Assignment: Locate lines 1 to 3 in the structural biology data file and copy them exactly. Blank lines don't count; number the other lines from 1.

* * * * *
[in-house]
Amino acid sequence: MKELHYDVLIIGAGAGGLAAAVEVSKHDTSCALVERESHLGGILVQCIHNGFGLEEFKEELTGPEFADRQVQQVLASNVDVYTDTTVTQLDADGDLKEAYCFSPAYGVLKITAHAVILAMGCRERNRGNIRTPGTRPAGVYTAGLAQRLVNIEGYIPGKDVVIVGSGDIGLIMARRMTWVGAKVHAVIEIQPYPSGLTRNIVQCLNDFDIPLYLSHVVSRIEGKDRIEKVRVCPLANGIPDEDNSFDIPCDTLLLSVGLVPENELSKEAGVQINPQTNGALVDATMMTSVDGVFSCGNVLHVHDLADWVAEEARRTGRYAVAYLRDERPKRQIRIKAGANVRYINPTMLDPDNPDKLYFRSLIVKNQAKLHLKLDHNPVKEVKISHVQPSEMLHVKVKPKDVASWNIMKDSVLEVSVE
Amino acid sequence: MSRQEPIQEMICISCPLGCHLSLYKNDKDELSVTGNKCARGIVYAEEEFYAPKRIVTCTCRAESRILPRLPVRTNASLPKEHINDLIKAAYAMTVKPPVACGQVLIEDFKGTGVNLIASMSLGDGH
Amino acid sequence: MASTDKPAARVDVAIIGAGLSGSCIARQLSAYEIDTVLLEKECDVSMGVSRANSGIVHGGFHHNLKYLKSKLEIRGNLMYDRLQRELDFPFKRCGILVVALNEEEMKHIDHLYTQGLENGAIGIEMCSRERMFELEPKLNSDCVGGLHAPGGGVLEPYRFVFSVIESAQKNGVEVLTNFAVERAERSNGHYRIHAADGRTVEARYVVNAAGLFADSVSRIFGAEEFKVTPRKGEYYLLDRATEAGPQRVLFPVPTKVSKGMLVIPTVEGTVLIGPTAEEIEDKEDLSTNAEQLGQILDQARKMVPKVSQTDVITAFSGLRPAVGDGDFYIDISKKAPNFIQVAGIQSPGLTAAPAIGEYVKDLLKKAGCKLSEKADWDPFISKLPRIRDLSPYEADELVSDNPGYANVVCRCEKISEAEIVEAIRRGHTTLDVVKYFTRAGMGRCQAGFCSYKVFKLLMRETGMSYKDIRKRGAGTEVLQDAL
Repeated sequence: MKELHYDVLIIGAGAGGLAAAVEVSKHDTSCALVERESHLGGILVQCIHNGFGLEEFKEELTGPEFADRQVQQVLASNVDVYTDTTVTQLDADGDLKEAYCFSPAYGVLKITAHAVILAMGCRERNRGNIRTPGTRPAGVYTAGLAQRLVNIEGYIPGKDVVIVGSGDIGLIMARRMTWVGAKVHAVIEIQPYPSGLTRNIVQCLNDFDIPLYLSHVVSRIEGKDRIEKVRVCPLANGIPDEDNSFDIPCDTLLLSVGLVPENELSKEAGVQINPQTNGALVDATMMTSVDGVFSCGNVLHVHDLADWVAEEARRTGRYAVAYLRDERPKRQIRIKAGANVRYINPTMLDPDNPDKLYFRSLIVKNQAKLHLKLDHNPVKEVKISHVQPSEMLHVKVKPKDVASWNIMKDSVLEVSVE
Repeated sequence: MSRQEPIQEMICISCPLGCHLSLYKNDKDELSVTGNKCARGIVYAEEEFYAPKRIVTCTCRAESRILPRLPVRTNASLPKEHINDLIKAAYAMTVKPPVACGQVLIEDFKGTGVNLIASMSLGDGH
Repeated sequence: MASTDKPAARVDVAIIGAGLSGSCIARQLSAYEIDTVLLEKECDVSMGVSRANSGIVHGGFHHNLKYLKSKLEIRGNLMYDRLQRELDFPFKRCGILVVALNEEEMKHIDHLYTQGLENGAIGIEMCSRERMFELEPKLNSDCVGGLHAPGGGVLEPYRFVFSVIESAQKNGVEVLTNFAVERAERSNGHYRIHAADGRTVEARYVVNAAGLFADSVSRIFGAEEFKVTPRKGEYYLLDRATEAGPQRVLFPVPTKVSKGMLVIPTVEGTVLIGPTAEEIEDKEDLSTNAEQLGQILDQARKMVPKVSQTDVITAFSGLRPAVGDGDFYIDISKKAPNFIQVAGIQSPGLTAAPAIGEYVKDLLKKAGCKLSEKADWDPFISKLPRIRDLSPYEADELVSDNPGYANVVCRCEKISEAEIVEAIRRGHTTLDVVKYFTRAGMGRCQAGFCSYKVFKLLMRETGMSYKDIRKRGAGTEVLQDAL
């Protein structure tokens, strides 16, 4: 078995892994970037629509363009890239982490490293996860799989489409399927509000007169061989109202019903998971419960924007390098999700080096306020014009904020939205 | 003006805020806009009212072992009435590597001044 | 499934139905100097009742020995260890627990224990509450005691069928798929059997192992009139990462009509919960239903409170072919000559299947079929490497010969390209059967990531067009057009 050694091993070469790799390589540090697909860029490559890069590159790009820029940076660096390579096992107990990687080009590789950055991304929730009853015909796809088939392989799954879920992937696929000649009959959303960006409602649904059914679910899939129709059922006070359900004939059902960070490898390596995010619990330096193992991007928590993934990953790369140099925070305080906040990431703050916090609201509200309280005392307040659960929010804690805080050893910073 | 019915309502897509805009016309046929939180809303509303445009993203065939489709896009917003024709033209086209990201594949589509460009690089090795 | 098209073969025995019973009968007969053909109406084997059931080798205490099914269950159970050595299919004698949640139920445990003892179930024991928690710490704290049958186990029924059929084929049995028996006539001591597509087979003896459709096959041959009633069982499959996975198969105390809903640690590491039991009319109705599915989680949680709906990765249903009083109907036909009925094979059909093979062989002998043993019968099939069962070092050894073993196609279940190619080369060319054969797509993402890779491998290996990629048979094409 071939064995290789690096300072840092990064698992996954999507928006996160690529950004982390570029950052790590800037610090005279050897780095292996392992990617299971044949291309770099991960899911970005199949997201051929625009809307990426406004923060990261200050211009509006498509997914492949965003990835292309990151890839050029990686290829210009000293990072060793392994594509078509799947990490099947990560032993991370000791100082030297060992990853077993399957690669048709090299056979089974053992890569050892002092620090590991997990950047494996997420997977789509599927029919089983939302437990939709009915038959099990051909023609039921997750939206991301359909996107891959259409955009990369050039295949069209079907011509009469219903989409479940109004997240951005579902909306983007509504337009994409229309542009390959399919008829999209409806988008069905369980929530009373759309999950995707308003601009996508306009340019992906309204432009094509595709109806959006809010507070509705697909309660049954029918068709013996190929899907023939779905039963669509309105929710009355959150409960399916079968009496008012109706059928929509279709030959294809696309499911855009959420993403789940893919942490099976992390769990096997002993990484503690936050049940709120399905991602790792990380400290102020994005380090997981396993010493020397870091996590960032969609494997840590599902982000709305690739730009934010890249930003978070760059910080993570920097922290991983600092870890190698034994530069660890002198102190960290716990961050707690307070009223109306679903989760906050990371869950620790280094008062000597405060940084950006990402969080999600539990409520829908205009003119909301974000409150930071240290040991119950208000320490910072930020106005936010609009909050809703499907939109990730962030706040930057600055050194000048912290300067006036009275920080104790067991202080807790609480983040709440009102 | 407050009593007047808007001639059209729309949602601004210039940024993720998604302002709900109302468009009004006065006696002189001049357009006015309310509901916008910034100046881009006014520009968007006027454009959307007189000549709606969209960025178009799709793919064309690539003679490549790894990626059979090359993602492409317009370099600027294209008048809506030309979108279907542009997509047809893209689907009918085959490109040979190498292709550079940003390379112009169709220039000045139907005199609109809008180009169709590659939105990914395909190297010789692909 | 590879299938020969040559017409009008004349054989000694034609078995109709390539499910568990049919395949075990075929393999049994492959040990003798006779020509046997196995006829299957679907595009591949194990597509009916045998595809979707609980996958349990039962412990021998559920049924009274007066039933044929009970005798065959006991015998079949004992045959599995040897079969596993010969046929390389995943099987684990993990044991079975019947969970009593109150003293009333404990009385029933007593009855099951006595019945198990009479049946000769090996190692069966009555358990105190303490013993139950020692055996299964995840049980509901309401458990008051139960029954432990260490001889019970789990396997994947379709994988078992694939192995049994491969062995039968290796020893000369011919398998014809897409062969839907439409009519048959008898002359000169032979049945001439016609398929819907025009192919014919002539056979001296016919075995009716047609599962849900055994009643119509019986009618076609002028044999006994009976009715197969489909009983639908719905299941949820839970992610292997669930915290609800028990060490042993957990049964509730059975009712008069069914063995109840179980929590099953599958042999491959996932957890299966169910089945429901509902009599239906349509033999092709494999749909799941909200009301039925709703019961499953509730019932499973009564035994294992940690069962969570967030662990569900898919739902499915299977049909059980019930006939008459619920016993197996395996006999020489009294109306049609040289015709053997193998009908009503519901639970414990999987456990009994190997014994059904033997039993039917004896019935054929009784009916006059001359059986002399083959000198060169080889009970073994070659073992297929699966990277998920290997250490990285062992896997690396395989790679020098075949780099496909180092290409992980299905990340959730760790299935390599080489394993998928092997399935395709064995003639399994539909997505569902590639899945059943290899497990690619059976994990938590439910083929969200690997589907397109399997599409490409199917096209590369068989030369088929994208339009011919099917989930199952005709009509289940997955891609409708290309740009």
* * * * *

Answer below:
[in-house]
Amino acid sequence: MKELHYDVLIIGAGAGGLAAAVEVSKHDTSCALVERESHLGGILVQCIHNGFGLEEFKEELTGPEFADRQVQQVLASNVDVYTDTTVTQLDADGDLKEAYCFSPAYGVLKITAHAVILAMGCRERNRGNIRTPGTRPAGVYTAGLAQRLVNIEGYIPGKDVVIVGSGDIGLIMARRMTWVGAKVHAVIEIQPYPSGLTRNIVQCLNDFDIPLYLSHVVSRIEGKDRIEKVRVCPLANGIPDEDNSFDIPCDTLLLSVGLVPENELSKEAGVQINPQTNGALVDATMMTSVDGVFSCGNVLHVHDLADWVAEEARRTGRYAVAYLRDERPKRQIRIKAGANVRYINPTMLDPDNPDKLYFRSLIVKNQAKLHLKLDHNPVKEVKISHVQPSEMLHVKVKPKDVASWNIMKDSVLEVSVE
Amino acid sequence: MSRQEPIQEMICISCPLGCHLSLYKNDKDELSVTGNKCARGIVYAEEEFYAPKRIVTCTCRAESRILPRLPVRTNASLPKEHINDLIKAAYAMTVKPPVACGQVLIEDFKGTGVNLIASMSLGDGH